Home > finals > For John Teti, well-rounded skill sets are key in modern media industry

For John Teti, well-rounded skill sets are key in modern media industry

By Drew Preston
University of Nebraska-Lincoln

Working for “The Daily Show” bored John Teti.


John Teti is a senior editor at the A.V. Club. Photo courtesy of The Gameological Society, Teti’s former companion site to the A.V. Club.

Teti is a senior editor at the A.V. Club in Chicago, a title and position he invented for himself when he started working there full time in 2013. The A.V. Club is an online entertainment publication owned by The Onion, Inc.

“It’s a title that I invented when I came out here. We knew what I wanted to do, and we sort of slapped this title on it. I do kind of have a managerial role,” Teti said in a phone interview. He was comparing his duties at the A.V. Club to fellow senior editor Sean O’Neal.

Teti is a graduate of Dartmouth University, where he completed his master’s degree in 2005. He worked for the school’s student newspaper, The Dartmouth, through all four of his undergraduate years. By his senior year, he was the editor-in-chief.

Many aspire to work where Teti found a job immediately out of school. After finishing things at Dartmouth, he was hired as an associate producer at “The Daily Show.” Through college, he thought that he wanted to work in the television industry, but he learned through experience that that was not the case.

“My job was in the field department; my job was basically to come up with ideas for field segments that we did. When Jon Stewart would approve any of them I would help find characters we would interview, set up a location and whatnot to help produce it. I did that for a couple years, and it just got boring. I felt like I was doing the same thing over and over again and I felt like I didn’t have as much creative input as I wanted,” Teti said.

Teti was done with “The Daily Show” by the end of 2006. From there, he was involved in improv and standup comedy. Meanwhile, he was constantly writing, posting on his blog Geek Out New York.

“From there, I happened to meet someone who worked on the business side of The Onion. And I said to him, ‘Hey, I’d love to write videogame reviews for the A.V. Club.’ And I got in touch with the editor there, and he liked some of my clips from the blog and I started doing that more.”

He gradually worked his way into his position at the A.V. Club. He began freelancing for the publication in 2008 and began working for them full time as the games editor in 2012. In November 2013, he moved from New York to Chicago to assume his current role.

Teti enjoys his job immensely, partially because of the variety that every day presents him.

“Each day really is different,” Teti said. “Every Thursday we have a meeting of all the staff in the morning. That’s sort of our time every week to get those more collaborative things underway, and also to check in with everyone, see how everyone’s coming along, what difficulties and challenges everyone’s encountering.  I wrote a newswire. You know, I usually have to write. A few times a week I need to write a newswire or a ‘Great Job, Internet!’ or some little thing, just to pull my weight. I spent the rest of the day working on my weekly football column, which goes up on Fridays.”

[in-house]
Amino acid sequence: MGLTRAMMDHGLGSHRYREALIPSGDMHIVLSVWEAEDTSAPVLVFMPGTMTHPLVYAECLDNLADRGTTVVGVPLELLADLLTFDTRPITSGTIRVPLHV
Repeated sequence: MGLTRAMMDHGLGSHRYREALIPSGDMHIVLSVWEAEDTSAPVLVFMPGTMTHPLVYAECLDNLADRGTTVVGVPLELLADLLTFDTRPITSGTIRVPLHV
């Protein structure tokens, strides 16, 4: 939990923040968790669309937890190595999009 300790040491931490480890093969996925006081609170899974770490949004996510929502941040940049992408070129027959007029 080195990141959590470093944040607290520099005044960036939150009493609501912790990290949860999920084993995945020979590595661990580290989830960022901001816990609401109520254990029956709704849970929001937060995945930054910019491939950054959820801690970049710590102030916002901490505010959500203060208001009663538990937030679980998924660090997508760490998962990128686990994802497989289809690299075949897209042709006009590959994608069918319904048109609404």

Being a senior editor, Teti has more duties than just writing.

“One of the nice things about working at the A.V. Club is that some days I’m really doing a lot of managerial work, helping people get pieces going, editing pieces as they come in. You know, handling publication stuff in the CMS and making sure things look right on the site. Some days are more dedicated to just me writing. One of the reasons I love it here is that it changes from day to day; it stays interesting for me.”

Another thing that makes his job enjoyable at the A.V. Club is its status as an online-only publication. Teti says that there are a number of benefits to working with online publishing platforms.

“For me, what I like about working on the Web as a medium is that I can make connections in my criticisms and I can illustrate them in so many interesting ways,” Teti said. “I know how to cut together a video clip, or I can tweet or Instagram. I think if you took a lot of my columns and printed them out, you’d still be getting a lot out of them, but you’d only maybe be getting 80 percent. You need the multimedia experience.”

The A.V. Club is an example of the shifting landscape of media, with more and more publications moving from print to online. Even in this shifting landscape, there are certain skills that Teti sees remaining important.

“One thing I’m shocked that people don’t work on is the pure craft of the English language. Really, you’ve got to be: A) a voracious reader so that you’re processing the language all the time and getting it into your bones, and B) you’ve got to be ruthless with yourself in terms of grammar and style. It’s those little things that make such a big difference to editors.”

Teti has one important piece of advice for students looking for jobs in the media industry: Be ready to do things on your own.

“I taught myself how to edit video and how to program HTML and CMS. I love computers, so maybe that’s something I would do because I’m a weirdo. But you can acquire each skill. Learn how to do as much of it as you can by yourself because you do have to do everything. To me, that’s only going to become more so in the five-to-10 year timeframe. You need to be able to put together a sentence, like I said, but you have to have skills beyond that so you can offer yourself as a package, not just one thing, to a media outlet.”

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